amendment. Over the years, we have accepted numerous restrictions on pure speech
as a means to correct for the imbalance of power that can take place when the
first amendment is arbitrarily applied. For example, we accept limitations on
pure speech when it is used to abuse young children, we accept limitations on
speech when it is used to threaten or incite danger, and we accept restrictions
on pure speech when it is used to sexually or racially harass co-workers.
addition, we no longer accept signs that read "Whites Only," because
we know that the sign is not only about speech, but about the power that
historically accompanied that message. In short, we've accepted these
restrictions with the knowledge that unlimited pure speech coupled with unequal
access to power ensures inevitable harm. One very important instance in which
the U.S. played an instrumental role in the justifiable limitation of speech was
the Nuremberg War Crimes Tribunal following World War II. Julius Streicher was
tried, convicted, and executed after being prosecuted by Robert Jackson,
associate justice of the U.S. Supreme Court. Streicher's crimes were considered
so horrendous that they were termed "crimes against humanity." To
first amendment absolutists, Streicher should have gone free, but Justice
Jackson and the other members of the Tribunal decided that Streicher 's role as
a Nazi propagandist - promoting, inciting, and supporting the extermination of
Jews, gays, gypsies, and others- was not and should not be protected speech,
even though it was pure speech. Subsequently, international law as reflected in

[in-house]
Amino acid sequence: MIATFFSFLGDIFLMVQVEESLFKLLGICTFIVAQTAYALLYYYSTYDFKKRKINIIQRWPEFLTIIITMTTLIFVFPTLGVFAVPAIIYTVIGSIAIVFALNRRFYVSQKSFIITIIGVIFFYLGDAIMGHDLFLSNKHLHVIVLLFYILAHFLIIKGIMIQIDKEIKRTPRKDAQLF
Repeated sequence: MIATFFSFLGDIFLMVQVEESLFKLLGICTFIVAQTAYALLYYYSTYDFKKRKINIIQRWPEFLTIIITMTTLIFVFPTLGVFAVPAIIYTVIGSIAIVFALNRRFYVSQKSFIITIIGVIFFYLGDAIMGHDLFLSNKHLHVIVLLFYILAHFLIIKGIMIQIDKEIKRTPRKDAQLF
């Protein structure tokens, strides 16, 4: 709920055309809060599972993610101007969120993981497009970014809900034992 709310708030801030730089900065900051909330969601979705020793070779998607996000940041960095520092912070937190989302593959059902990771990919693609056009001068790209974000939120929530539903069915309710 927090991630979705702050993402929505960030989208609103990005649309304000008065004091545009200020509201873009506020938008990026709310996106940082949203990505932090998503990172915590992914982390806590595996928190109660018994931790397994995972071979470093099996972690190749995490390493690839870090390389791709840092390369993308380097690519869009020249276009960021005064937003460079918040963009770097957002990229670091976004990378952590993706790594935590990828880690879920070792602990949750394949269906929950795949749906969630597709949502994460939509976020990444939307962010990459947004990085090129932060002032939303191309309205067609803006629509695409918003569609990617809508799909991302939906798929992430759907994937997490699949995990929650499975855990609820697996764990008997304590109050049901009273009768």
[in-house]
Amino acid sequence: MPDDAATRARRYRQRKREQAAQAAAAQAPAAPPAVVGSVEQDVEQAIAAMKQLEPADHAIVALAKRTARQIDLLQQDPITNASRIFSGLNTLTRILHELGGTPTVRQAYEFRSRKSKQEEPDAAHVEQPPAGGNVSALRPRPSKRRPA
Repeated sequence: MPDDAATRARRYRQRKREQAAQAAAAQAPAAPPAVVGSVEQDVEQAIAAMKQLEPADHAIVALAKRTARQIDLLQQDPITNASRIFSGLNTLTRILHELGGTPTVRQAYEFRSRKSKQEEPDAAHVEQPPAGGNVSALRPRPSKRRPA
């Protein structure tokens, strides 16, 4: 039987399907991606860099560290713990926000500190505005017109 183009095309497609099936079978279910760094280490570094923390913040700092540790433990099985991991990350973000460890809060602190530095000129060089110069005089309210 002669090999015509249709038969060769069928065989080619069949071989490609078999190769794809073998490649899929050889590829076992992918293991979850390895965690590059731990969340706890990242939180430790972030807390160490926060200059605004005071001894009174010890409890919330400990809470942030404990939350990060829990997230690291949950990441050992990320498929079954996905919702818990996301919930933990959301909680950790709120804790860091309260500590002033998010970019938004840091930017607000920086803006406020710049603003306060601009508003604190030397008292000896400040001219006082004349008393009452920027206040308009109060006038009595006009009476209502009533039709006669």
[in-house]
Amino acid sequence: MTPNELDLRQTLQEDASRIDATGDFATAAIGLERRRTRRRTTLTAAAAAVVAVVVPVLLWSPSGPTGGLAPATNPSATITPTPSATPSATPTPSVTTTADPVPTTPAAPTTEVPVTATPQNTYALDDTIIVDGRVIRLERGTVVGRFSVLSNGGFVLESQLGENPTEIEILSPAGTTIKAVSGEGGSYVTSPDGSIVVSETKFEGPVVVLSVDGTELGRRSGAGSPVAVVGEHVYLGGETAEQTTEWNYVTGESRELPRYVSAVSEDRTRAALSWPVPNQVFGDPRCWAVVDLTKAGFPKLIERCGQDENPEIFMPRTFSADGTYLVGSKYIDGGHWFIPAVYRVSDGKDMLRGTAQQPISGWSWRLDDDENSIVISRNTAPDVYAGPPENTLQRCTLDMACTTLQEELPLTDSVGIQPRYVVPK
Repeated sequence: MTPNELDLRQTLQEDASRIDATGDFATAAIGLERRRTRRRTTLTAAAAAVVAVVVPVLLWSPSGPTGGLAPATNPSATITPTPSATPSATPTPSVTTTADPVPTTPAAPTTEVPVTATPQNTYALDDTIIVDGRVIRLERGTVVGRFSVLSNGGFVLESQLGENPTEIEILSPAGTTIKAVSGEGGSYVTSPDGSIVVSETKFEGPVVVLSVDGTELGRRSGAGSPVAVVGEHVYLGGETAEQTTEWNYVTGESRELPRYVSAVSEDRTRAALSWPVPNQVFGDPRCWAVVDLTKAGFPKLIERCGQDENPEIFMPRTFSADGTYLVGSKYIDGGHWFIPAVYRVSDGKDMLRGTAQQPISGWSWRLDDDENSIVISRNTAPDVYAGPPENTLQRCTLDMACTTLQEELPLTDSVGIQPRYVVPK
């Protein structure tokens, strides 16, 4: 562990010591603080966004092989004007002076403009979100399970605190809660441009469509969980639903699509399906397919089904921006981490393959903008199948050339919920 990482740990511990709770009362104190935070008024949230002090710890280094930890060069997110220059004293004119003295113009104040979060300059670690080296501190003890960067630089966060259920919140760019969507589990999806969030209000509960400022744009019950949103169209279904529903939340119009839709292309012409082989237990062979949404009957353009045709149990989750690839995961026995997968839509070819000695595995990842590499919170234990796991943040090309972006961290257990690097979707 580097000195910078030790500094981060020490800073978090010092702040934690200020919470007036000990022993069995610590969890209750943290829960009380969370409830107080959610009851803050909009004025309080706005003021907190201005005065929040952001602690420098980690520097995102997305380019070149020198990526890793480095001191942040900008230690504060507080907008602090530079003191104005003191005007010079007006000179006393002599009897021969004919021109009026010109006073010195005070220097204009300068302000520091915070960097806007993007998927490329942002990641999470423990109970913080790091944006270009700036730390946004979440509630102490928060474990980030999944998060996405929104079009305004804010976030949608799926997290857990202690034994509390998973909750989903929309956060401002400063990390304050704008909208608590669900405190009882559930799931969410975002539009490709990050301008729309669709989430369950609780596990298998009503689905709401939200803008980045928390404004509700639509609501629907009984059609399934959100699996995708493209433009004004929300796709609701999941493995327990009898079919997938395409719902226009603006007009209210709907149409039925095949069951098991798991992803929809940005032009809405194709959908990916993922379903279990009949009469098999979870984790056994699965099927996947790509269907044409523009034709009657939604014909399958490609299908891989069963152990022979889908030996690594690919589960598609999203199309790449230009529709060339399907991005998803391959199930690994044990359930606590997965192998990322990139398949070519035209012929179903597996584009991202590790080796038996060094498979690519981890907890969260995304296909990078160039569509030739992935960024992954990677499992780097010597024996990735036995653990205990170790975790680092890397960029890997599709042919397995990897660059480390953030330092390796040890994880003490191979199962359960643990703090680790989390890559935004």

the Genocide Convention, made the promotion, advocacy, or incitement to genocide
an international crime. We believe that Columbus Day justifies, promotes, and
extends genocidal sentiments and policies against indigenous peoples in the
Americas and around the world.
Just as apartheid was denounced by the
international community as an unacceptable ideology of racial superiority in
South Africa, so should Columbus Day and Columbus celebrations be condemned as
the advancement of racial supremacy because they celebrate the destruction of
indigenous peoples. In addition, the speech we are discussing in the case of the
Columbus Day parade constitutes a combination of pure speech, symbolic speech,
and behavior. Because of the potential for harm in this type of speech (because
it represents conduct combined with speech) this type of expression has always
been subject to greater scrutiny. As such, we see no contradiction or undue
burden in having the Columbus Day parade closely scrutinized. In fact, the
Columbus Day parade or celebrations of the holiday warrant even closer
inspection as they involve state sponsored actions. When the city and state
involve themselves in condoning and protecting the parade they purport to act on
behalf of all of us, and as such their actions take on greater authority.
Finally a blind application of the first amendment is ultimately problematic
because it creates a conflict with other rights granted to us through the
constitution. Specifically, the 14th amendment provides us with "equal